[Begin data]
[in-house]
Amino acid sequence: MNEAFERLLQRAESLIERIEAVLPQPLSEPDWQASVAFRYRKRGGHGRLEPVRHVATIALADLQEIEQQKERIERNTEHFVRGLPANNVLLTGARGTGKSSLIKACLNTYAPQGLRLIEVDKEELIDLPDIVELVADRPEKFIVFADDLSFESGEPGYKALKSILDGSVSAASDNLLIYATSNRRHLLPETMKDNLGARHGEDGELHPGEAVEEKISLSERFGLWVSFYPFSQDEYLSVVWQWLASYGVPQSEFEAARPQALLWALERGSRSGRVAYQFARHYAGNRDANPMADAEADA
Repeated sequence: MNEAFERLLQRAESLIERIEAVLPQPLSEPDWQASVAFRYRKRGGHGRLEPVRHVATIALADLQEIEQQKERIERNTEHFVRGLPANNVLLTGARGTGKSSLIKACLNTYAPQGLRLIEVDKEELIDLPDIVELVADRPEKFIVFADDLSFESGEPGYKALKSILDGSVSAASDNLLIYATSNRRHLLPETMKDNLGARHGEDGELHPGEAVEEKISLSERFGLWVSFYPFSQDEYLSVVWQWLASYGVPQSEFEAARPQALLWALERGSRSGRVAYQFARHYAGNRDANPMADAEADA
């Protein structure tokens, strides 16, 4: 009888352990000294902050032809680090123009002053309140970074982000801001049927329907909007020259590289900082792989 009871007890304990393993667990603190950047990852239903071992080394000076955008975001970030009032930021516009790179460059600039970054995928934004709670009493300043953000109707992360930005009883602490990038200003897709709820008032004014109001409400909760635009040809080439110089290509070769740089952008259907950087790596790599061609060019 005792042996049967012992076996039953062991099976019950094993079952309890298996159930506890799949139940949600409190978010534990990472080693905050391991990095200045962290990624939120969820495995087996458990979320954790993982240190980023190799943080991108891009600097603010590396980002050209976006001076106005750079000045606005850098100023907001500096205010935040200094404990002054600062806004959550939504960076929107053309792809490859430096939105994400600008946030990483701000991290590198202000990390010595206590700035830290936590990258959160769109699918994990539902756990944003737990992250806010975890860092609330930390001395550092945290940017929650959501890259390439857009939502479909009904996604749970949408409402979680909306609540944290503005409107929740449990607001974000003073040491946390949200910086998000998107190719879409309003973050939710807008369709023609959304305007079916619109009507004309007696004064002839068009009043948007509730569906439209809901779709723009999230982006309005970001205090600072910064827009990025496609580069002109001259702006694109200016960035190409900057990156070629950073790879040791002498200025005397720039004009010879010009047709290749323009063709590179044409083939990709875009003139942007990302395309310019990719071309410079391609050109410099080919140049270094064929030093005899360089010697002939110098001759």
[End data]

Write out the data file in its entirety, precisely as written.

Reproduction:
[in-house]
Amino acid sequence: MNEAFERLLQRAESLIERIEAVLPQPLSEPDWQASVAFRYRKRGGHGRLEPVRHVATIALADLQEIEQQKERIERNTEHFVRGLPANNVLLTGARGTGKSSLIKACLNTYAPQGLRLIEVDKEELIDLPDIVELVADRPEKFIVFADDLSFESGEPGYKALKSILDGSVSAASDNLLIYATSNRRHLLPETMKDNLGARHGEDGELHPGEAVEEKISLSERFGLWVSFYPFSQDEYLSVVWQWLASYGVPQSEFEAARPQALLWALERGSRSGRVAYQFARHYAGNRDANPMADAEADA
Repeated sequence: MNEAFERLLQRAESLIERIEAVLPQPLSEPDWQASVAFRYRKRGGHGRLEPVRHVATIALADLQEIEQQKERIERNTEHFVRGLPANNVLLTGARGTGKSSLIKACLNTYAPQGLRLIEVDKEELIDLPDIVELVADRPEKFIVFADDLSFESGEPGYKALKSILDGSVSAASDNLLIYATSNRRHLLPETMKDNLGARHGEDGELHPGEAVEEKISLSERFGLWVSFYPFSQDEYLSVVWQWLASYGVPQSEFEAARPQALLWALERGSRSGRVAYQFARHYAGNRDANPMADAEADA
């Protein structure tokens, strides 16, 4: 009888352990000294902050032809680090123009002053309140970074982000801001049927329907909007020259590289900082792989 009871007890304990393993667990603190950047990852239903071992080394000076955008975001970030009032930021516009790179460059600039970054995928934004709670009493300043953000109707992360930005009883602490990038200003897709709820008032004014109001409400909760635009040809080439110089290509070769740089952008259907950087790596790599061609060019 005792042996049967012992076996039953062991099976019950094993079952309890298996159930506890799949139940949600409190978010534990990472080693905050391991990095200045962290990624939120969820495995087996458990979320954790993982240190980023190799943080991108891009600097603010590396980002050209976006001076106005750079000045606005850098100023907001500096205010935040200094404990002054600062806004959550939504960076929107053309792809490859430096939105994400600008946030990483701000991290590198202000990390010595206590700035830290936590990258959160769109699918994990539902756990944003737990992250806010975890860092609330930390001395550092945290940017929650959501890259390439857009939502479909009904996604749970949408409402979680909306609540944290503005409107929740449990607001974000003073040491946390949200910086998000998107190719879409309003973050939710807008369709023609959304305007079916619109009507004309007696004064002839068009009043948007509730569906439209809901779709723009999230982006309005970001205090600072910064827009990025496609580069002109001259702006694109200016960035190409900057990156070629950073790879040791002498200025005397720039004009010879010009047709290749323009063709590179044409083939990709875009003139942007990302395309310019990719071309410079391609050109410099080919140049270094064929030093005899360089010697002939110098001759």